Here is a photo of a smile shaped artifact near a black hole.

    I think there is no way this would happen without giving up a lot of energy in that bright glow and harsh radiation the environment within that station would have to be highly shielded.

    I imagine that the GOB station could leave its position and travel as a large spaceship and its thousand space trawlers would be a weapon as potent as a deathstar.

    That thing could fly through a planet like a cookie cutter couldn’t it?

  13. Christopher

    @A_Reader, I think I originally wrote it with the pronoun “it” but ended up avoiding “it” because “it” could have referred to the river OR the debris.

    @Plane, awesome link. And yes, like a cookie cutter, I’m sure, or maybe like “what planet?”

    @Kathleen, ha! 🙂 (oh, and which planet are you referring to?)

  14. Leland

    @Christopher, I think Kathleen is referring to the Prute planet, Geenar-7. https://www.baldwinpage.com/spacetrawler/2011/01/16/spacetrawler-111/

    I understand her confusion. For the longest time (i.e. until this comic), I thought something called “Brograhm’s Teeth” would be directly related to the Prutes.

    But I get it now. “Brograhm’s Teeth” is the name for a stellar feature (object, thingee??) that looks similar to that disgusting bastards bad smile, and has nothing to do with the Prutes. I is smart!

  15. Tom

    wait wait wait…how long ago did Brograhm’s death happen? if the story was old enough to allow the name to stick to a stellar formation (a stable one at that), where did all the debris come from? dimension x?

  16. I didn’t mean to be so confusing. This is simply an astonomical thing that’s been around a long time, probably previously called “that really bad place worth avoiding.” then, after Brograhm the Prute did his thing, it got named after him.

    I am considering doing some slight clarifying adjustments to this strip now. Hmmm…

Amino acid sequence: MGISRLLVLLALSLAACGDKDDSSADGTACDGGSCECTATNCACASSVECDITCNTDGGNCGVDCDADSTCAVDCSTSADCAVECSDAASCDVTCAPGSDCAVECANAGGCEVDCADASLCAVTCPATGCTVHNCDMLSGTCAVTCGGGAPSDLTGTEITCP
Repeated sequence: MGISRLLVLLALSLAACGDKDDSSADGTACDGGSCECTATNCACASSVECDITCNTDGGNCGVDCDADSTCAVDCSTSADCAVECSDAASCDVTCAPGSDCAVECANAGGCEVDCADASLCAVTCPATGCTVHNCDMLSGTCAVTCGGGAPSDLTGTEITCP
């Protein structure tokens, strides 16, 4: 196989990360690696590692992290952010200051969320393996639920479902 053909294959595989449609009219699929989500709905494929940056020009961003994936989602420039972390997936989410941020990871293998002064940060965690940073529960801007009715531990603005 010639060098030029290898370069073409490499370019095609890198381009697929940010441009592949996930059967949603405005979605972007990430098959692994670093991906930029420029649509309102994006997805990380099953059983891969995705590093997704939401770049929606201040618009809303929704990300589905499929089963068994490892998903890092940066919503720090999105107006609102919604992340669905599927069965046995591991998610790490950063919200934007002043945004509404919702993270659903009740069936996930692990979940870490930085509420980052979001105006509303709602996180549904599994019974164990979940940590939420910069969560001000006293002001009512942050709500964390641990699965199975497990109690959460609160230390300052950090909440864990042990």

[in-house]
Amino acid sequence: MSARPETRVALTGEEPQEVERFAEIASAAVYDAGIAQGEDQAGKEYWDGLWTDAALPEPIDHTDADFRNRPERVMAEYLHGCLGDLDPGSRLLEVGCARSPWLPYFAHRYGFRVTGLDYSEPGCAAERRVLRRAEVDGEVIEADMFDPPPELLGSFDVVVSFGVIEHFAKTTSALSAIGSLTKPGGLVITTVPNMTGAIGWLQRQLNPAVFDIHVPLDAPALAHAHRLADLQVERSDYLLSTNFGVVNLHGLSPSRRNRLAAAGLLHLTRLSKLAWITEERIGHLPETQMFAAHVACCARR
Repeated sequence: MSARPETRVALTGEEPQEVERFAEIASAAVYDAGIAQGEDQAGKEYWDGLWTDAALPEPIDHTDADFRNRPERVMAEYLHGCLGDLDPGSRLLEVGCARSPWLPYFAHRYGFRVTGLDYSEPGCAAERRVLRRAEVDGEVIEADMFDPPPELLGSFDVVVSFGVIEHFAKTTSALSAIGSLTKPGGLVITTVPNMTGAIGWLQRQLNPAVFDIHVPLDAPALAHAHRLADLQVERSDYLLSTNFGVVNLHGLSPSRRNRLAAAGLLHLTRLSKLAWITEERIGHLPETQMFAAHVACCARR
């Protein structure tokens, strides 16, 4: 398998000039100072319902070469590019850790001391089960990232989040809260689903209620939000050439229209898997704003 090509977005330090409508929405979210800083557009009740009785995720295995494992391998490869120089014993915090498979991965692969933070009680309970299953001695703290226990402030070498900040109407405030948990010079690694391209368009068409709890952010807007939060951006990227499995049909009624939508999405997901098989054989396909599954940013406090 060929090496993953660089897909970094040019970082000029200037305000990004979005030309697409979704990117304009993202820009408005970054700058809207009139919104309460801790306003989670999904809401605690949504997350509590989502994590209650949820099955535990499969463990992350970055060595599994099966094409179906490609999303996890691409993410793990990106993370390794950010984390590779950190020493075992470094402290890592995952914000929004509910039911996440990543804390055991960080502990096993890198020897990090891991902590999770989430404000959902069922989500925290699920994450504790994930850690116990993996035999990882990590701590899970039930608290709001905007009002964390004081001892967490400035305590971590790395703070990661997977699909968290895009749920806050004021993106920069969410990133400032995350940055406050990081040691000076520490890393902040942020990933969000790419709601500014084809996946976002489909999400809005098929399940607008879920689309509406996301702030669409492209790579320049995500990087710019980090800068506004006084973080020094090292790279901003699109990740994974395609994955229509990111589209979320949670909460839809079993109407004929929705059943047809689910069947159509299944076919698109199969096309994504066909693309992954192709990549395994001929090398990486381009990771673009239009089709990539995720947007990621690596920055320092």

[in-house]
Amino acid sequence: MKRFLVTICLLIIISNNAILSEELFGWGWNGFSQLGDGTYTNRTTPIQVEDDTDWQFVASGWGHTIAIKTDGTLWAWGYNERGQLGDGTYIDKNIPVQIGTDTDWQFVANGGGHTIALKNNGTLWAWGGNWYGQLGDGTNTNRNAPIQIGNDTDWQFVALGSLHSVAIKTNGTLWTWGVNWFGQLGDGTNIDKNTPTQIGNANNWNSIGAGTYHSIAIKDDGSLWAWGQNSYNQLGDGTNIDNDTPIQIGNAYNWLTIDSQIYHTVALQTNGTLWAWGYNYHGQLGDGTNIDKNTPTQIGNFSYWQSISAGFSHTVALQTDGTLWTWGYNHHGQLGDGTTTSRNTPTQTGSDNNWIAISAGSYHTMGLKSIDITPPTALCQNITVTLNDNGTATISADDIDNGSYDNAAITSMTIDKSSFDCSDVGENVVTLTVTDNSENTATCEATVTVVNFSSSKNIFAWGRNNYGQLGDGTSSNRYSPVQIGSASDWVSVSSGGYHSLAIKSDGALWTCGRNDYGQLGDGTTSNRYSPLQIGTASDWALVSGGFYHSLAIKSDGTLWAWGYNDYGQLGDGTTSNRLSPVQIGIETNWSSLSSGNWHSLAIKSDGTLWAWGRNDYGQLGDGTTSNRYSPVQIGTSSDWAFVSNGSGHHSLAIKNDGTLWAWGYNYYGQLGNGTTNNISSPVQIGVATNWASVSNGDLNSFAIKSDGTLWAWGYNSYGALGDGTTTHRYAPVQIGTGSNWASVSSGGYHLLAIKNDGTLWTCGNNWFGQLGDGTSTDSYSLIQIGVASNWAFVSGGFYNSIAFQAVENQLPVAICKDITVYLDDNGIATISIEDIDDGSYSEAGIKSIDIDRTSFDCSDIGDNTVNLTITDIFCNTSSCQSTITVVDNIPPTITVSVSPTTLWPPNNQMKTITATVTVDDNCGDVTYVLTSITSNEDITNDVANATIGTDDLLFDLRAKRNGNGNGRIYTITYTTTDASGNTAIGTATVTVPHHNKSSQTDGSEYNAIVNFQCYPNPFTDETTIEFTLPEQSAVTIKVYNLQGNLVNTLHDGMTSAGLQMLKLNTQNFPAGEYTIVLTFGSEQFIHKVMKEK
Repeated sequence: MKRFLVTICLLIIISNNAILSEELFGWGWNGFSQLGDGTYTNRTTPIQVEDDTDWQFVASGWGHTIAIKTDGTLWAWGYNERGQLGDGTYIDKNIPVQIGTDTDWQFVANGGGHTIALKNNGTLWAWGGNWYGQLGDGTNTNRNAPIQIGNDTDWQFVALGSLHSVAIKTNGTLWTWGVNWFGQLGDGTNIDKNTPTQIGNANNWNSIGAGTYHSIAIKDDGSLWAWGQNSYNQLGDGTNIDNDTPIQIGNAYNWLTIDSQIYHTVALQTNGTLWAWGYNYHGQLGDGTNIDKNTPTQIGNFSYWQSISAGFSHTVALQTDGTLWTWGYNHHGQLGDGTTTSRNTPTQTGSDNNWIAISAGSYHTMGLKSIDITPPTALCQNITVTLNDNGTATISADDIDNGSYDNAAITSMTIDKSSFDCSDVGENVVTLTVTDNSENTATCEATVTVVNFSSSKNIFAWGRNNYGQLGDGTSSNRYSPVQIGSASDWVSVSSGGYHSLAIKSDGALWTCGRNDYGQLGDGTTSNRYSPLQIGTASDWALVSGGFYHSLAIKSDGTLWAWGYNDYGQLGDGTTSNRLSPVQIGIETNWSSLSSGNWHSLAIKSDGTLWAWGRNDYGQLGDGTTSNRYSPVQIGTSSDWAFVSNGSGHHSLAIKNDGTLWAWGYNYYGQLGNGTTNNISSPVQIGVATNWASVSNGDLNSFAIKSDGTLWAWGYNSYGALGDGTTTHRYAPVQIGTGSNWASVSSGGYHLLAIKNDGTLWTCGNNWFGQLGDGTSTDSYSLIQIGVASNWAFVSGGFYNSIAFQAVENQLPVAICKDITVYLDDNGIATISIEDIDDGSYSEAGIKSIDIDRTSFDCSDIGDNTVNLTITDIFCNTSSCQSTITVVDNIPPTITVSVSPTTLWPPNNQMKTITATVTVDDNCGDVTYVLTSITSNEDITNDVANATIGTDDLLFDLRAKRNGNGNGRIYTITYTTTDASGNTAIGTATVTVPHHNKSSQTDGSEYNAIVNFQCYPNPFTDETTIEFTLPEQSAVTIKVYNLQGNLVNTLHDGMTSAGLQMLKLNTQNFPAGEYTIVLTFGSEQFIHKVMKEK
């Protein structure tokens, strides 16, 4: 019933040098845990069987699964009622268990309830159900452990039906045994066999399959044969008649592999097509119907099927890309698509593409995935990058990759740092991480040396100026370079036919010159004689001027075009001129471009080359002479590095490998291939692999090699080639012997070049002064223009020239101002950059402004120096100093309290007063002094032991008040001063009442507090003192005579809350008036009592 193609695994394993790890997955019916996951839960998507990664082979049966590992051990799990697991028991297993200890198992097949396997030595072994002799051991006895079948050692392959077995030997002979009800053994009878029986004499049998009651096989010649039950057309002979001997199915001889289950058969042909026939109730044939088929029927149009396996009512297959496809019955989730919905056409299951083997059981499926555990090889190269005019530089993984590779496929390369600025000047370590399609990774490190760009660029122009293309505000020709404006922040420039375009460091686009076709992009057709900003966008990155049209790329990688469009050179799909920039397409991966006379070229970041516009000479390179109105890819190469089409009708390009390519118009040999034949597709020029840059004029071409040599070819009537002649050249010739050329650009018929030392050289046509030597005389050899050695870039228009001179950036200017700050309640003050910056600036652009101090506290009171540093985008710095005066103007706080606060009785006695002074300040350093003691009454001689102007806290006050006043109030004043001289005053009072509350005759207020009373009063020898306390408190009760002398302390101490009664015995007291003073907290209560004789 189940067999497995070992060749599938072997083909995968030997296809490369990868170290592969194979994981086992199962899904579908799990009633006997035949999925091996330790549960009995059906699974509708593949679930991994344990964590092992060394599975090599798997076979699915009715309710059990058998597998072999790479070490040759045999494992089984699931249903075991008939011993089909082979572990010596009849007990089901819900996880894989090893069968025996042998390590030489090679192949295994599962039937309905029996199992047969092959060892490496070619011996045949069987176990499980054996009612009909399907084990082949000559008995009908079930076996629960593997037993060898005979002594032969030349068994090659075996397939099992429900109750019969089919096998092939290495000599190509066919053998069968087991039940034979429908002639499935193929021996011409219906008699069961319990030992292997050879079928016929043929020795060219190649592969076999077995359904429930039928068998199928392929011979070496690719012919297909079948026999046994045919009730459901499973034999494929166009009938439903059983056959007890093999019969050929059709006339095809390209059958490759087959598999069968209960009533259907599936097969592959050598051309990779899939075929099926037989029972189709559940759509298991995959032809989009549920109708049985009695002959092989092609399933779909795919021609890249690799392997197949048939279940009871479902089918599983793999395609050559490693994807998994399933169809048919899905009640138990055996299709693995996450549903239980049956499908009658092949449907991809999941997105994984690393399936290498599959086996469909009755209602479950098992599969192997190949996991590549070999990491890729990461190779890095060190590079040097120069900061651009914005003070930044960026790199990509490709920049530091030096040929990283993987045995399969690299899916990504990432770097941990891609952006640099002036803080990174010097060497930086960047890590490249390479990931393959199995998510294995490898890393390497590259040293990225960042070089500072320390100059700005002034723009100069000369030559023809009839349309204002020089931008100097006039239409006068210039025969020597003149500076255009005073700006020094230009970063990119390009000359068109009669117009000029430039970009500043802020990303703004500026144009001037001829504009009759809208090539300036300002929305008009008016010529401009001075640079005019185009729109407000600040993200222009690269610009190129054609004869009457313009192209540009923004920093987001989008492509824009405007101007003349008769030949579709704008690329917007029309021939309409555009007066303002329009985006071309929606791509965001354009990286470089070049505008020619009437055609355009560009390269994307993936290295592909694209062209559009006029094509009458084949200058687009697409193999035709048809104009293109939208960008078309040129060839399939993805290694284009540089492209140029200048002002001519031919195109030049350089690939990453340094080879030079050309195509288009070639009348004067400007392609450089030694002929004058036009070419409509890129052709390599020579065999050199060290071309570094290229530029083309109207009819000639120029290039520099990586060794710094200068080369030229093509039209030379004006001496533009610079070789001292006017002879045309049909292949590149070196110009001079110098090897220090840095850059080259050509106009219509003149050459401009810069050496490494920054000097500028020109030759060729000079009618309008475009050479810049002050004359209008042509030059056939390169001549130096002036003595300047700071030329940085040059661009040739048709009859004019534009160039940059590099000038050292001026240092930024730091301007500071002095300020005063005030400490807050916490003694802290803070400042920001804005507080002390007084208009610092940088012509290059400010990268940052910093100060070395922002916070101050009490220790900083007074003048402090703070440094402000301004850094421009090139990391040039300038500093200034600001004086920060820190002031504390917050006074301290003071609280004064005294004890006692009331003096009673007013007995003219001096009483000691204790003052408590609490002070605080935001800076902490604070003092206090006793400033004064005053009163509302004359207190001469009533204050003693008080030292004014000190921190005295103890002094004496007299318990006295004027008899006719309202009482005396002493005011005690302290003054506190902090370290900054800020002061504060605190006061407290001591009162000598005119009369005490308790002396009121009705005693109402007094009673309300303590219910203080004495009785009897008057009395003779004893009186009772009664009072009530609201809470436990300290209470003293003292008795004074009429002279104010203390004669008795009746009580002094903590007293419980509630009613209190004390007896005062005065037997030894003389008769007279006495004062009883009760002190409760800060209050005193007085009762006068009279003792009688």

17. Tom

    or maybe the black and white things are in fact connected, and that the black hole is just swallowing whatever it spews out from the other end, like that simpsons episode where marge built an entire human digestive system model using pork parts…and nelson ended up attaching the exit back to the entrance…I’m sorry but that scene was just so disgusting…

  18. CompaniaHill

    @JamesSmith: The black hole’s event horizon is the “point of no return” for everything, including light. Outside of that, its gravity tapers off just like anything else’s and you’d “feel” its gravity no matter what your distance. (Gravity doesn’t have an “orbital range”. The further out you go, the longer it takes to orbit, without limit.) I suspect that the Brograhm geyser orbits the black hole, which would naturally cause its ejected material to curve as it is pulled down the gravity well. The G.O.B station, at a closer distance, would either need to orbit faster, or maintain constant thrust to hold its position in the geyser stream. (Like Dr. Hans Reinhardt’s ship the USS Cygnus.) I’m quite impressed at how cool and consistent this whole construct is.

    @Kathleen: Cue Penny Priddy on the Oscillation Overthruster’s power source…

    @Chris: Over the course of the strip, you’ve established that “Brograhm’s Teeth” is just a nickname for this area, and that it’s a nasty place to be avoided. You don’t need to over-explain, especially since today’s strip is pretty clear that only Eeb technology can navigate it safely.

    @Tom: Attaching the exit back to the entrance? Eww. I did *not* want to think of Human Centipede.

  19. Leland

    Backstory idea: the Prutes are famous in galactic lore from even before the creation of the GOB (simlar to the Wrlrlrl https://www.baldwinpage.com/spacetrawler/2011/05/10/spacetrawler3/).

    Thus, “Brogranhm’s Teeth” was a common curse in galactic lingo.

    When the White Geyser/Black Hole formation was found, the discoverer noticed the similarity to Brogranhm’s ugly mug, and named the it after him.

    THERE! All nice and neat! You want I should put a bow on top of it?


    PS ooooh, movie casting idea! James Cromwell for Mr. Zorilla!

    PPS @Chris, hey, for SPX, if you want to save the cost of the hotel, I can host you. You’ve got my email. Just let me know more than 48 hours in advance so I can clean up a bit! 🙂